Saudi Arabia refuses UNSC seat

The diplomacy strike no one expected – why Saudi Arabia rejected its UNSC seat and the possible implications of this for Middle Eastern politics.

 

On Friday 18 October, less than 24 hours after the United Nations General Assembly allowed Saudi Arabia on to the adults’ table, delegates awoke to the news that the Kingdom had refused to take its seat at the Security Council. Nominations to the highest committee in the international arena are a notoriously bureaucratic and extended business; years of lobbying and cajoling are a prerequisite to any successful bid. Which begs the question: what would possess Riyadh to reject the nomination?

The morning statement dispatched from the Saudi Foreign Ministry bemoaned the failure of the Security Council in settling the Palestinian question, as well as in holding Syrian President, Bashar al-Assad, to account for the use of chemical weapons against his own population. It went on to apologise that it could not take its seat “until the Council is reformed and enabled, effectively and practically, to carry out its duties and responsibilities in maintaining international peace and security”.

Reports suggest that Riyadh had failed to inform the United States, the Gulf Kingdom’s principal international partner, of its decision prior to the release of the statement.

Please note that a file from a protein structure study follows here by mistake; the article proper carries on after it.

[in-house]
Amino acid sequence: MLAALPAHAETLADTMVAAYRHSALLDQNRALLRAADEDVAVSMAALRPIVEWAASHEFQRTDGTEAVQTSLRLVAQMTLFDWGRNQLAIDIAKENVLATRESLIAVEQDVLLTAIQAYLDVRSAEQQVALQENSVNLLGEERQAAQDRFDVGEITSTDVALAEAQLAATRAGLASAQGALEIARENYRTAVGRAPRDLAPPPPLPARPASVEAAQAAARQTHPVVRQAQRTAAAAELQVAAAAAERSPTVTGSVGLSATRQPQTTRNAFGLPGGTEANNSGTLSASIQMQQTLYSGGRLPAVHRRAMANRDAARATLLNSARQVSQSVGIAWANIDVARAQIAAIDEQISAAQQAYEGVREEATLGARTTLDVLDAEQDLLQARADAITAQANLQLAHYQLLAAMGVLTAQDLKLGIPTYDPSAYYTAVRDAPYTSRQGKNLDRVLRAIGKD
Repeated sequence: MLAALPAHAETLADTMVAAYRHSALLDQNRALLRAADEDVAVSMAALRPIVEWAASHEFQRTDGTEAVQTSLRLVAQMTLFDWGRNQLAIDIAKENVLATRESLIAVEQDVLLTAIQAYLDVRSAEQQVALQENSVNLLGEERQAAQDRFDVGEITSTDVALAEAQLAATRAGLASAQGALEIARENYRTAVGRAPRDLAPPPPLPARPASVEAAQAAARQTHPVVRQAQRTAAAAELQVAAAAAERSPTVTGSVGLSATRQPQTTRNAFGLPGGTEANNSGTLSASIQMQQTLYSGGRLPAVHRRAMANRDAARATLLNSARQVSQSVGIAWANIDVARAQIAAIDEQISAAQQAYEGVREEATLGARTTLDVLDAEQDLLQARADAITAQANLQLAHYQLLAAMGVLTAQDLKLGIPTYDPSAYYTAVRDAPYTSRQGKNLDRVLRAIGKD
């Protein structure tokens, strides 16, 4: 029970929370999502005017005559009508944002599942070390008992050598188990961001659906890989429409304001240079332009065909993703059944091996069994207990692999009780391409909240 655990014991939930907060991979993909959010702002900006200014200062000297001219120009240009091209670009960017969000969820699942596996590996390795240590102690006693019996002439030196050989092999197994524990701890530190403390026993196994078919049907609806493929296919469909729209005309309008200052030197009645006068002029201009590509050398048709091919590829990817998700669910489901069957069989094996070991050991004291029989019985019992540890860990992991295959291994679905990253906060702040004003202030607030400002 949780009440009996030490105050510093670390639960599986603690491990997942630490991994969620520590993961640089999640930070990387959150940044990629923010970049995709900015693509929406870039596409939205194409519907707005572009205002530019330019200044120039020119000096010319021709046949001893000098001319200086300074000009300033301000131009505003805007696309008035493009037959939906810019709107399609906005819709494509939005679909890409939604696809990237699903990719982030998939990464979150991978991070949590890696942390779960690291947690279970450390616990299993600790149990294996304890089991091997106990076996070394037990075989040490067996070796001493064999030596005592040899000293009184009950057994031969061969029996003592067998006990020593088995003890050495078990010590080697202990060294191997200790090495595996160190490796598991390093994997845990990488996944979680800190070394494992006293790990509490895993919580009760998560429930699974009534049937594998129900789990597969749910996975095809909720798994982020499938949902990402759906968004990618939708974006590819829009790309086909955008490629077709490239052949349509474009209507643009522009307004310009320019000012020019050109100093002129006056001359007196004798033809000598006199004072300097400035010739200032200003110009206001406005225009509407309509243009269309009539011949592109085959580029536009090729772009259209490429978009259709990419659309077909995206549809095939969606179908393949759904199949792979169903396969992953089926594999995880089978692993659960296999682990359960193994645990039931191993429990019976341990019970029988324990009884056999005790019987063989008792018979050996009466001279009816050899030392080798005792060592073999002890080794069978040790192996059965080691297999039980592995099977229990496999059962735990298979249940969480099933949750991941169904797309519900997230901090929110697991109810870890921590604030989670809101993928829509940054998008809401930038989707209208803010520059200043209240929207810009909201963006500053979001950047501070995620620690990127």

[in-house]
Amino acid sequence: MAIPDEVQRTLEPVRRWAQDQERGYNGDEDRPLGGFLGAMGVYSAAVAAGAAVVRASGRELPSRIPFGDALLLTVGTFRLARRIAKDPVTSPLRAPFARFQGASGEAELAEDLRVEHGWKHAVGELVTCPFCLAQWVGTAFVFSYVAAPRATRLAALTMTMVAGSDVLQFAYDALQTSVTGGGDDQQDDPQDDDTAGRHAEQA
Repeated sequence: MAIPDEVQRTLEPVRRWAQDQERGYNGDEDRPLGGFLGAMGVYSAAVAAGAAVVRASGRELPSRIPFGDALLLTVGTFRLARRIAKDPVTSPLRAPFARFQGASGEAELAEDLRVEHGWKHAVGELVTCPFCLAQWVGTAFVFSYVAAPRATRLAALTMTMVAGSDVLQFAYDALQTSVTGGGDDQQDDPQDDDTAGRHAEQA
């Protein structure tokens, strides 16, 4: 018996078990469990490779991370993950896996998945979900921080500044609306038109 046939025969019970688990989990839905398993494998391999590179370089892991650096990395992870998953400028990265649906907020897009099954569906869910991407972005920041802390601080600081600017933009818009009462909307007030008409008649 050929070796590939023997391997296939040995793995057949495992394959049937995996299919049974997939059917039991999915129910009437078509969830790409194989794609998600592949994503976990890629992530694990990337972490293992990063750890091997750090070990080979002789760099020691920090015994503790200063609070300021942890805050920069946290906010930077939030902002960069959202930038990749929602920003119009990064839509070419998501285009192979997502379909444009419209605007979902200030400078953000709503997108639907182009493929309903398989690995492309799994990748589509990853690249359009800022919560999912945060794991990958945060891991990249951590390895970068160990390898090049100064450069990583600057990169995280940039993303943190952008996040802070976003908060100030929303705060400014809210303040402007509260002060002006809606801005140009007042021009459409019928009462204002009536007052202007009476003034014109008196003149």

At face value, Saudi Arabia’s Foreign Ministry, weathered and battle-hardened as it is, has dropped the ball. Gripped by Damascene bloodlust and provided with a truly global audience, Riyadh has taken a seasoned opportunity to claim headlines week-long. Accepting a seat on the Security Council is not defeatist, nor is it unsubstantial. A seat on the Security Council permits agenda influence on levels unimaginable among the barren wastes of the General Assembly, yet Saudi Arabia seems to have chosen to break the glass ceiling and wilfully fall back through, all for the sake of a short-term protest.

For all the flaws of this most exclusive of committees, it still remains the centrepiece of international collective security, and when vetoes are left dormant, every last vote counts; a vote Riyadh will no longer have.

Although international pressure in recent days has meant that Saudi Arabia may be willing to renege on their decision and face up to the inevitable cries of hypocrisy and petulance, prospects remain bleak. However, if Foreign Minister Prince Saud Al Faisal and King Abdullah remain steadfast, having publicly signalled a divorce from joint US interests by rejecting the seat, we could witness a significant shift in the Middle Eastern political landscape in the coming years. No longer may we see US-Saudi cooperation on developing crises in the region, but Gulf states acting of their own accord, a prospect some may find refreshing, yet others worrisome indeed.

The US will need to throw Riyadh a rather large bone on matters such as Syria and Iran if the two nations are to return to the same page, and Saudi Arabia to its Security Council seat. This particular act may yet prove to be a rather intelligent diplomatic move.

The coming weeks will provide more answers over the issue, but needless to say, this unprecedented episode has left the New York-based diplomacy organisation really quite perplexed, and the rest of us much the same.

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